Smuin Ballet, as part of its opening program for the 2012–2013 season, is presenting the West Coast premiere of Cold Virtues by the exciting young choreographer Adam Hougland. Popular with audience and critics alike, the work is set to Philip Glass’s haunting Violin Concerto and features fourteen dancers, whirling and leaping against a mesmerizing backdrop of spinning fans. The Louisville Courier-Journal described the ballet as “beautifully bleak, honest in unflinching fashion.”
Hougland currently is principal choreographer for the Louisville Ballet and the resident choreographer for Cincinnati Ballet. In addition, he has created original works for American Ballet Theatre Studio Company, the Limon Dance Company, and Washington Ballet, among others. Winner of the Princess Grace Award for Choreography, Hougland was one of Dance Magazine‘s “25 to Watch” for 2011.
California Literary Review: How would you describe your choreographic style?
Adam Hougland: I’m very inspired by music, so I would say that my work is musically driven, and as my dance background is diverse, I tend to draw both from classical techniques as well as contemporary. I really like telling stories and making dances that are movement driven, first and foremost, but that also have a strong sense of theatricality.
Each choreographer has a dance vocabulary that is unique to him or her. Who do you cite as influences on yours?
Martha Graham, Jiri Kylian, José Limon, Paul Taylor — also George Balanchine, Antony Tudor, and Kenneth McMillian.
It seems that although your performance experience was mostly in the modern arena, ballet companies have performed more of your choreography than modern groups. What caused you to move in this direction?
There aren’t many modern dance repertory companies in the States. For the most part, ballet companies are where new work gets commissioned. And really, this whole thing about “ballet” or “modern” is so outdated. It’s all dance — period.
You chose the Philip Glass Violin Concerto for Cold Virtues. Did you use the complete work, or have you edited the music in any way?
The whole thing!
When you set an existing work on a new company, what choreographic changes do you make, if any, to take advantage of the different dancers’ skill sets?
I don’t usually make any changes unless a dancer is seriously struggling with a step, or if there has been that one lift that has always bugged me. I think it’s easy to tinker too much and spoil the whole thing. You have to know when to “stop painting.”
For works with complicated sets and other tech, do you ship the original construction, or are new ones created to accommodate the different theaters?
Usually original sets and costumes are rented at the new theater’s location — unless it’s something simple like the fans in Cold Virtues. It would cost more to ship the original sets than to buy brand new ones on site.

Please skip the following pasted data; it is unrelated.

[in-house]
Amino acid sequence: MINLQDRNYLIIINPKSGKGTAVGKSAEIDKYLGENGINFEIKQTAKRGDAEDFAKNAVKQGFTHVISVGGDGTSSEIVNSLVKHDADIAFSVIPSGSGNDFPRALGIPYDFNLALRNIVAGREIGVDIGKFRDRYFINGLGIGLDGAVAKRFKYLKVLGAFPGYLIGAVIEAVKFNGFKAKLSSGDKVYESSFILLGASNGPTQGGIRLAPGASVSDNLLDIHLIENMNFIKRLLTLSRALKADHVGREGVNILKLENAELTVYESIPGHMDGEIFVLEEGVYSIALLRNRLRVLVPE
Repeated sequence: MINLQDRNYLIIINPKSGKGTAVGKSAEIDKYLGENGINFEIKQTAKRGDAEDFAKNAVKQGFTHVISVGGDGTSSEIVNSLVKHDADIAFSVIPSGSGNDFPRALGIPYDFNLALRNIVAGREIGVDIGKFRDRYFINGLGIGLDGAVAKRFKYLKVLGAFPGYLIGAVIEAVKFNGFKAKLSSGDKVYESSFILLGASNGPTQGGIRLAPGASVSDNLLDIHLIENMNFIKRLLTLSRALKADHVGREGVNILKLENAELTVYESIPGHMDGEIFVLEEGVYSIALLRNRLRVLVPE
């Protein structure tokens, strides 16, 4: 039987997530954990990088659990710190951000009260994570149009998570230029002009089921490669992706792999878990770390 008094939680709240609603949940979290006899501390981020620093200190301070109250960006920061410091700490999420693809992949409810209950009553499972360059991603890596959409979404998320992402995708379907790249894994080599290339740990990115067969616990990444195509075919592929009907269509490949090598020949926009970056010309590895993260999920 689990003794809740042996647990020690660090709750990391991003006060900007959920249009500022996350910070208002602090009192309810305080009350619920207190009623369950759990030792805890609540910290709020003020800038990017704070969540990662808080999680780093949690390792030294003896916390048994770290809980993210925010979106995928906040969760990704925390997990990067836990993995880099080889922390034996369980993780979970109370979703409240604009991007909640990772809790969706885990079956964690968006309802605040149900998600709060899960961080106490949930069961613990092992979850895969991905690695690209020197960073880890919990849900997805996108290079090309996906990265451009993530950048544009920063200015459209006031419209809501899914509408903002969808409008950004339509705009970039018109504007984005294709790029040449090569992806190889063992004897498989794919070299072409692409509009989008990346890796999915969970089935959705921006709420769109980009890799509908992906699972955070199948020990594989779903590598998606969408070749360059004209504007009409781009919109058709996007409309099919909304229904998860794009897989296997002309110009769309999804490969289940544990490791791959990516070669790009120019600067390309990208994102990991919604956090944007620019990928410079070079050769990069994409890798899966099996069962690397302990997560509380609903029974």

As principal choreographer for Cincinnati Ballet and Louisville Ballet, you have a pretty full plate. Yet you manage to add in freelance projects. What is your secret to keeping all these balls in the air?
It’s really a lot less crazy than it might seem. My situation with both Louisville and Cincinnati usually is one new work or one restaging at each. So I’m not in Cincinnati or Louisville unless I’m working on something specific.
As principal or resident choreographer for a company, what level of freedom do you have when choosing topics and music for new works?
Usually I get to do whatever I want, but there are always limitations in terms of budgets for sets/costumes. So, depending, we just agree on how big or small a new work will be ahead of time and then try not to go over — which is never easy.
What new projects do you have in the works? Are you considering the possibility of a full-length narrative ballet for either Louisville or Cincinnati?
Well, I have choreographed Mozart’s Requiem for Cincinnati, which was done as an evening-length work. I also have a Firebird that’s a one act full-length and also my Rite of Spring.
However, I would jump at the chance to make an even more substantial evening-length work. It’s just hard to get those kinds of opportunities these days, as money is tight. But, yes, I would jump at the chance!
October 5–14, 2012
Cold Virtues by Adam Hougland (West Coast Premiere)
Oh, Inverted World by Trey McIntyre
Starshadows, Homeless, No Viviré (Michael Smuin)
Palace of Fine Arts Theatre
3301 Lyon Street, San Francisco
For tickets and information, please visit www.smuinballet.org or call 415.912.1899.
*This program repeats in Spring 2013 in Walnut Creek, Mountain View, and Carmel.
Former dancer, Geri Jeter, has been editing and writing for over fifteen years, writing on dance, food, music, NASCAR, technical theater, and Italian-American culture. For the past five years, she was the dance critic for the Las Vegas Weekly; in 2007 Nevada Ballet Theatre presented her with the Above and Beyond award. Now living in San Francisco, Geri is excited about covering the entire scope of West Coast dance. You can read more of her dance writing at her blog Dance Blitz (www.dance-blitz.com) and follow her Las Vegas and San Francisco restaurant reviews at DishKebab (www.dishkebab.com).